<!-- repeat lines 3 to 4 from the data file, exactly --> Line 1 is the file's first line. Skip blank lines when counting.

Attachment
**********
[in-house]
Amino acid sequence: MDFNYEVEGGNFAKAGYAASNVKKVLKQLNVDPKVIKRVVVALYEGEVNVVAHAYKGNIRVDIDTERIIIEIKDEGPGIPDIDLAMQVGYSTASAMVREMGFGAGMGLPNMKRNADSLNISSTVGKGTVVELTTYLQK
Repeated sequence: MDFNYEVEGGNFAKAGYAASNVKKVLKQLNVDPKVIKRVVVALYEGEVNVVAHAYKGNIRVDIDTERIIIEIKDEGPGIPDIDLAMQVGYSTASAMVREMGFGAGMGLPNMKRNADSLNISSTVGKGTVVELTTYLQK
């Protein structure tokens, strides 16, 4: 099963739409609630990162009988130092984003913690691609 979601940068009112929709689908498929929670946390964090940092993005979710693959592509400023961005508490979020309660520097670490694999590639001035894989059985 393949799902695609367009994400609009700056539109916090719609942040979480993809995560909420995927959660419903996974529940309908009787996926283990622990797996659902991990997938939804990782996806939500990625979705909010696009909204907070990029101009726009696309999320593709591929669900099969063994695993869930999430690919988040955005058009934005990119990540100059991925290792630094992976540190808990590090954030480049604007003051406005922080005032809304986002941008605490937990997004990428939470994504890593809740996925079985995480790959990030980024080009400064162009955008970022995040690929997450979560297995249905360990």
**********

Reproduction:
Repeated sequence: MDFNYEVEGGNFAKAGYAASNVKKVLKQLNVDPKVIKRVVVALYEGEVNVVAHAYKGNIRVDIDTERIIIEIKDEGPGIPDIDLAMQVGYSTASAMVREMGFGAGMGLPNMKRNADSLNISSTVGKGTVVELTTYLQK
């Protein structure tokens, strides 16, 4: 099963739409609630990162009988130092984003913690691609 979601940068009112929709689908498929929670946390964090940092993005979710693959592509400023961005508490979020309660520097670490694999590639001035894989059985 393949799902695609367009994400609009700056539109916090719609942040979480993809995560909420995927959660419903996974529940309908009787996926283990622990797996659902991990997938939804990782996806939500990625979705909010696009909204907070990029101009726009696309999320593709591929669900099969063994695993869930999430690919988040955005058009934005990119990540100059991925290792630094992976540190808990590090954030480049604007003051406005922080005032809304986002941008605490937990997004990428939470994504890593809740996925079985995480790959990030980024080009400064162009955008970022995040690929997450979560297995249905360990």